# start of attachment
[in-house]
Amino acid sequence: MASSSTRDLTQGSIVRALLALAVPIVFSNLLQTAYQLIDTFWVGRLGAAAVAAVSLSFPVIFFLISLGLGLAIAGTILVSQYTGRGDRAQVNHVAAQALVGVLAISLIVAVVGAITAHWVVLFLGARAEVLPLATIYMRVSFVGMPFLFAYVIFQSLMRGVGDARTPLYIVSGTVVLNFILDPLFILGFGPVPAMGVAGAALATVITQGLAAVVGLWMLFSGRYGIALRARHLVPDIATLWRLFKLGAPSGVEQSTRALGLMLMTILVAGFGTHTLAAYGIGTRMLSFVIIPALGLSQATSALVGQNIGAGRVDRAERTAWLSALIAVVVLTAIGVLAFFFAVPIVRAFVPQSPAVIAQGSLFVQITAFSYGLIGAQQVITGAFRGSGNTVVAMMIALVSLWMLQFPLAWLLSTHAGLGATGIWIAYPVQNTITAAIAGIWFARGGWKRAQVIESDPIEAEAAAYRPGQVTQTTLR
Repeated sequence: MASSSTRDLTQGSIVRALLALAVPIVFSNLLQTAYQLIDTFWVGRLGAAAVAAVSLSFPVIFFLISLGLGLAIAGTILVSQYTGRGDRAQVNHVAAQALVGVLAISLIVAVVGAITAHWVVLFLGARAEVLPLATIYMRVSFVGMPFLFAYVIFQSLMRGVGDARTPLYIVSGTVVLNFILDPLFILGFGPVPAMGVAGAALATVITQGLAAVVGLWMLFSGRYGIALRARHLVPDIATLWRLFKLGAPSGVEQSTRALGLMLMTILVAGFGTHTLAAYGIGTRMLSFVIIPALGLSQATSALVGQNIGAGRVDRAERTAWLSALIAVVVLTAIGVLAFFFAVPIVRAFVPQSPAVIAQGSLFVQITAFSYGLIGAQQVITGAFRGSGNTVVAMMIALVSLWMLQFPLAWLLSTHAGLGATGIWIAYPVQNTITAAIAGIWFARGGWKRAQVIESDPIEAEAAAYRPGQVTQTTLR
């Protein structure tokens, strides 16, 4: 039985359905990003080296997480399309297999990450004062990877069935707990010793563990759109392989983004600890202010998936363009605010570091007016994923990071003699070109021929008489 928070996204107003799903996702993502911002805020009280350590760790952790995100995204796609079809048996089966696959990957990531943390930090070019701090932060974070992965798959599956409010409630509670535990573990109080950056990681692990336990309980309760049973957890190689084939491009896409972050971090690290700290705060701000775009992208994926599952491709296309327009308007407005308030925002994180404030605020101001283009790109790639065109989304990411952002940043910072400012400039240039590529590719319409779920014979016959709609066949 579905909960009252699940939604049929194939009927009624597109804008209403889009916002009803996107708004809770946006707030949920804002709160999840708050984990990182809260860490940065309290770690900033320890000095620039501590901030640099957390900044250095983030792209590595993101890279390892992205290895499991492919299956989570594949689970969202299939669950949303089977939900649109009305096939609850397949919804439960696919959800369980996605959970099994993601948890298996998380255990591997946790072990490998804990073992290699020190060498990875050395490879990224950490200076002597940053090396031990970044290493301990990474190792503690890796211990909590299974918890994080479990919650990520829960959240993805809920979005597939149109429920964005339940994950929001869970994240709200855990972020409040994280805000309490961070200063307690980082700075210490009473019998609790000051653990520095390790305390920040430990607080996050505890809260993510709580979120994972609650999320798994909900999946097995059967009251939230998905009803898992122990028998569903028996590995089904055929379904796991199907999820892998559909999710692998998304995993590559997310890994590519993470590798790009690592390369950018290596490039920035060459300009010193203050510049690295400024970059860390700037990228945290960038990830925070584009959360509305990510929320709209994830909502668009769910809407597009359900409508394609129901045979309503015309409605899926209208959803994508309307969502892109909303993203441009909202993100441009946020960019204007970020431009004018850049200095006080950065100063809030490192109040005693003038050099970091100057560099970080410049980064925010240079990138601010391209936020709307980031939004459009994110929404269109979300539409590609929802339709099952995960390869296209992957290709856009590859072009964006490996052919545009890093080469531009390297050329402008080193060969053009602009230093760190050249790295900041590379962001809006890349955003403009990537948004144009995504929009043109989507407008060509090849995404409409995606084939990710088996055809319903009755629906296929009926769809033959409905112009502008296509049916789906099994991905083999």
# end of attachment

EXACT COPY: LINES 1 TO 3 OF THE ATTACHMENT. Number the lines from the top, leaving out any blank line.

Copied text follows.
[in-house]
Amino acid sequence: MASSSTRDLTQGSIVRALLALAVPIVFSNLLQTAYQLIDTFWVGRLGAAAVAAVSLSFPVIFFLISLGLGLAIAGTILVSQYTGRGDRAQVNHVAAQALVGVLAISLIVAVVGAITAHWVVLFLGARAEVLPLATIYMRVSFVGMPFLFAYVIFQSLMRGVGDARTPLYIVSGTVVLNFILDPLFILGFGPVPAMGVAGAALATVITQGLAAVVGLWMLFSGRYGIALRARHLVPDIATLWRLFKLGAPSGVEQSTRALGLMLMTILVAGFGTHTLAAYGIGTRMLSFVIIPALGLSQATSALVGQNIGAGRVDRAERTAWLSALIAVVVLTAIGVLAFFFAVPIVRAFVPQSPAVIAQGSLFVQITAFSYGLIGAQQVITGAFRGSGNTVVAMMIALVSLWMLQFPLAWLLSTHAGLGATGIWIAYPVQNTITAAIAGIWFARGGWKRAQVIESDPIEAEAAAYRPGQVTQTTLR
Repeated sequence: MASSSTRDLTQGSIVRALLALAVPIVFSNLLQTAYQLIDTFWVGRLGAAAVAAVSLSFPVIFFLISLGLGLAIAGTILVSQYTGRGDRAQVNHVAAQALVGVLAISLIVAVVGAITAHWVVLFLGARAEVLPLATIYMRVSFVGMPFLFAYVIFQSLMRGVGDARTPLYIVSGTVVLNFILDPLFILGFGPVPAMGVAGAALATVITQGLAAVVGLWMLFSGRYGIALRARHLVPDIATLWRLFKLGAPSGVEQSTRALGLMLMTILVAGFGTHTLAAYGIGTRMLSFVIIPALGLSQATSALVGQNIGAGRVDRAERTAWLSALIAVVVLTAIGVLAFFFAVPIVRAFVPQSPAVIAQGSLFVQITAFSYGLIGAQQVITGAFRGSGNTVVAMMIALVSLWMLQFPLAWLLSTHAGLGATGIWIAYPVQNTITAAIAGIWFARGGWKRAQVIESDPIEAEAAAYRPGQVTQTTLR